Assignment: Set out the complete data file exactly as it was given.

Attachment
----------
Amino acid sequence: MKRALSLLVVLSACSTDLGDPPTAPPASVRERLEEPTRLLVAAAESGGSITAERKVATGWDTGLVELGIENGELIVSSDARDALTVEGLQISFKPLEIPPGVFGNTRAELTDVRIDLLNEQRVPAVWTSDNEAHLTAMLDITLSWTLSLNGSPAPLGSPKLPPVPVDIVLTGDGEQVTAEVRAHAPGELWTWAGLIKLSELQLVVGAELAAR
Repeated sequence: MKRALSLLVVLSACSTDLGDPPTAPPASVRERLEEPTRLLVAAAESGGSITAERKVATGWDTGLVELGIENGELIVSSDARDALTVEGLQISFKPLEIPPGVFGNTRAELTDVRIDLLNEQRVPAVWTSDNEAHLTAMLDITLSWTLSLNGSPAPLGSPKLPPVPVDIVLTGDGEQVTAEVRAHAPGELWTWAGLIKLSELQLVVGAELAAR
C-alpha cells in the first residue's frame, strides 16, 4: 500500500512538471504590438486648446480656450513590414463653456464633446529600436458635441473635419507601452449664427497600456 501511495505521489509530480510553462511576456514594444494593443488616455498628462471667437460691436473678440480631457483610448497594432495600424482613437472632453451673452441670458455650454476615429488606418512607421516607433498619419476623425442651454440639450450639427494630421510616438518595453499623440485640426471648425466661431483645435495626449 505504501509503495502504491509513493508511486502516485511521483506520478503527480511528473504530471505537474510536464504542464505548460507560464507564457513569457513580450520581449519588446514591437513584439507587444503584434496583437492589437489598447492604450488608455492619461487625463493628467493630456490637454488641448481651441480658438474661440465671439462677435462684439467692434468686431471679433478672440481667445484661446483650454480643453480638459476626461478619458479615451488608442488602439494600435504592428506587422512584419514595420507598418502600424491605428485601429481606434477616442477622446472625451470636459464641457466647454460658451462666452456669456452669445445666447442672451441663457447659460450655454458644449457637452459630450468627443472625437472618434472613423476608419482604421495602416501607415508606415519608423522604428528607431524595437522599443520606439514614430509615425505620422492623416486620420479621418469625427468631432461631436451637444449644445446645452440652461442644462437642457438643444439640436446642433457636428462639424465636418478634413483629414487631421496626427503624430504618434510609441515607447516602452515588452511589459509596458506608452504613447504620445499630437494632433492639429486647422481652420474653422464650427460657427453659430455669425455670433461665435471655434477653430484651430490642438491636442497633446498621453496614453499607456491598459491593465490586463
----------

Amino acid sequence: MKRALSLLVVLSACSTDLGDPPTAPPASVRERLEEPTRLLVAAAESGGSITAERKVATGWDTGLVELGIENGELIVSSDARDALTVEGLQISFKPLEIPPGVFGNTRAELTDVRIDLLNEQRVPAVWTSDNEAHLTAMLDITLSWTLSLNGSPAPLGSPKLPPVPVDIVLTGDGEQVTAEVRAHAPGELWTWAGLIKLSELQLVVGAELAAR
Repeated sequence: MKRALSLLVVLSACSTDLGDPPTAPPASVRERLEEPTRLLVAAAESGGSITAERKVATGWDTGLVELGIENGELIVSSDARDALTVEGLQISFKPLEIPPGVFGNTRAELTDVRIDLLNEQRVPAVWTSDNEAHLTAMLDITLSWTLSLNGSPAPLGSPKLPPVPVDIVLTGDGEQVTAEVRAHAPGELWTWAGLIKLSELQLVVGAELAAR
C-alpha cells in the first residue's frame, strides 16, 4: 500500500512538471504590438486648446480656450513590414463653456464633446529600436458635441473635419507601452449664427497600456 501511495505521489509530480510553462511576456514594444494593443488616455498628462471667437460691436473678440480631457483610448497594432495600424482613437472632453451673452441670458455650454476615429488606418512607421516607433498619419476623425442651454440639450450639427494630421510616438518595453499623440485640426471648425466661431483645435495626449 505504501509503495502504491509513493508511486502516485511521483506520478503527480511528473504530471505537474510536464504542464505548460507560464507564457513569457513580450520581449519588446514591437513584439507587444503584434496583437492589437489598447492604450488608455492619461487625463493628467493630456490637454488641448481651441480658438474661440465671439462677435462684439467692434468686431471679433478672440481667445484661446483650454480643453480638459476626461478619458479615451488608442488602439494600435504592428506587422512584419514595420507598418502600424491605428485601429481606434477616442477622446472625451470636459464641457466647454460658451462666452456669456452669445445666447442672451441663457447659460450655454458644449457637452459630450468627443472625437472618434472613423476608419482604421495602416501607415508606415519608423522604428528607431524595437522599443520606439514614430509615425505620422492623416486620420479621418469625427468631432461631436451637444449644445446645452440652461442644462437642457438643444439640436446642433457636428462639424465636418478634413483629414487631421496626427503624430504618434510609441515607447516602452515588452511589459509596458506608452504613447504620445499630437494632433492639429486647422481652420474653422464650427460657427453659430455669425455670433461665435471655434477653430484651430490642438491636442497633446498621453496614453499607456491598459491593465490586463